began to fear everything you used to love? is that when it died, the color?
when you feared everything you used to love

these days i still fear everything i used to love.
see the magazines say “girl power” wonder
what kind of a girl does pink love? 
what kind of girl does pink punish?

wonder when does their romance novel become
our horror film?

want to shout at the feminists but don’t know how:
the only pink i was allowed to keep was the one in my mouth
so i used it so much at some point it became photo studio
full of negatives i’m still trying to process
every time i speak about it a couple of old polaroids come out
of a boy wearing pink, a girl wearing blue, 
a body before the storm:
puberty OR a natural disaster

it’s not that i wanted to be a girl
i wanted to be pink.

it’s not that i wanted to be fragile,
i wanted permission to be fragile

it’s not that i wanted to be weak,
i wanted to be offered help.

at my funeral make sure they dress me in a pink birthday dress,
frilly and superfluous.
lower me down, 
watch me
come to life.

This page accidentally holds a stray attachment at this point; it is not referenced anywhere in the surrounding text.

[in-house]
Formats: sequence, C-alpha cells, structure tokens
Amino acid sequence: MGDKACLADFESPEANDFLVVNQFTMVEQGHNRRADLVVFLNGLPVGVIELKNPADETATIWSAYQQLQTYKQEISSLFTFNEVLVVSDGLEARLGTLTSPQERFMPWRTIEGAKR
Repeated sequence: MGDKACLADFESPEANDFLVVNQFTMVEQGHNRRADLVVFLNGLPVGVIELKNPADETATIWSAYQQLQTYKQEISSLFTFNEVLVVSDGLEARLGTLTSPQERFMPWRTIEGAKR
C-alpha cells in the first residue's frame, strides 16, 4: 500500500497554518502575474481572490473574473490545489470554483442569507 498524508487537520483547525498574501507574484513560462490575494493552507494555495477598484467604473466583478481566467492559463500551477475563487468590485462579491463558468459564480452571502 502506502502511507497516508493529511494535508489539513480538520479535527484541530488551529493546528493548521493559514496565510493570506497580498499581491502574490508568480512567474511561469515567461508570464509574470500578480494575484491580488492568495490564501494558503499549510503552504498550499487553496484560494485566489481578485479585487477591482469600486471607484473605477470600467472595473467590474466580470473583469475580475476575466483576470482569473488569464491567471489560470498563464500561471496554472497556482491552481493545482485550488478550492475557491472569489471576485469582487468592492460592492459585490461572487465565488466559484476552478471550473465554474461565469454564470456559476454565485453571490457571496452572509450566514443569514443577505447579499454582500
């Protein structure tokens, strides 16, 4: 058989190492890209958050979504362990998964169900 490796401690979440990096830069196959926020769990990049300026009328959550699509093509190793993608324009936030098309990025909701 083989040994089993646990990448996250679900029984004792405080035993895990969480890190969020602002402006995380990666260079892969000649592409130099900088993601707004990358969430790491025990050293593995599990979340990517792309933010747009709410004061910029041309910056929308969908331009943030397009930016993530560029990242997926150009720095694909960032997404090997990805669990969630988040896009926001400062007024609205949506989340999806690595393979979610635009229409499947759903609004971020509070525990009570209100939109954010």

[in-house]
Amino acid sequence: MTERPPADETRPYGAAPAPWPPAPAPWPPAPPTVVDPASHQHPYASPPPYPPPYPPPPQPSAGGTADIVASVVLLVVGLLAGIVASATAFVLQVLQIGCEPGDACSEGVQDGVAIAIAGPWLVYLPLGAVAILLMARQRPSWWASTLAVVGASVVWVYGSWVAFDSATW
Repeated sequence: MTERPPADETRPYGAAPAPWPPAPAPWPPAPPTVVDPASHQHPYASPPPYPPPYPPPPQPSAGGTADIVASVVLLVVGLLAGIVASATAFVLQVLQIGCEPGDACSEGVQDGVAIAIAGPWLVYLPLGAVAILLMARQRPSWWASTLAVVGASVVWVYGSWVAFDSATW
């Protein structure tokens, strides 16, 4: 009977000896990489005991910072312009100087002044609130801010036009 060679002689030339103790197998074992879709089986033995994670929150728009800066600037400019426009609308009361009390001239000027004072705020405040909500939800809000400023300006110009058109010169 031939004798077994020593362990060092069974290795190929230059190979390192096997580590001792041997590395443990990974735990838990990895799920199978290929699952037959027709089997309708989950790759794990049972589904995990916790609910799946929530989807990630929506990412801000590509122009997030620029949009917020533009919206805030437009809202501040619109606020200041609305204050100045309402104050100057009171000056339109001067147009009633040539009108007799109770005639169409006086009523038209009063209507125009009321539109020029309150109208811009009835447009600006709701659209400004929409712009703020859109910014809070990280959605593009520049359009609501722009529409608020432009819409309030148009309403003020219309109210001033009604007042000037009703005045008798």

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to the person who gave me a thumbs up in union square: i don't know who you are but i swear in that moment i wanted to write a thousand love letters to you, wanted to drop a banner down the Empire State Building saying "THANK YOU STRANGER, I AM HOME," wanted to run over and tell you that I have been running from something from a long time but you finally gave me permission to rest. it was almost as if you understood this daily marathon: how fatigued it leaves me, how i want so badly to give up, how bruised my spirit has become. it was almost as if you knew that i could not do this alone. i have been struggling to find the language to describe what it feels like to have your heart broken by a stranger: how one word can erase an entire collection of poetry. but what you reminded me on that afternoon was that that which can destroy you also has the potential to dignify you. thank you for sustaining my dignity. thank you for teaching me the opposite of heart break. i wanted to let you know that i made it back home safe. and i have been trying to find your smile in the crowd ever since.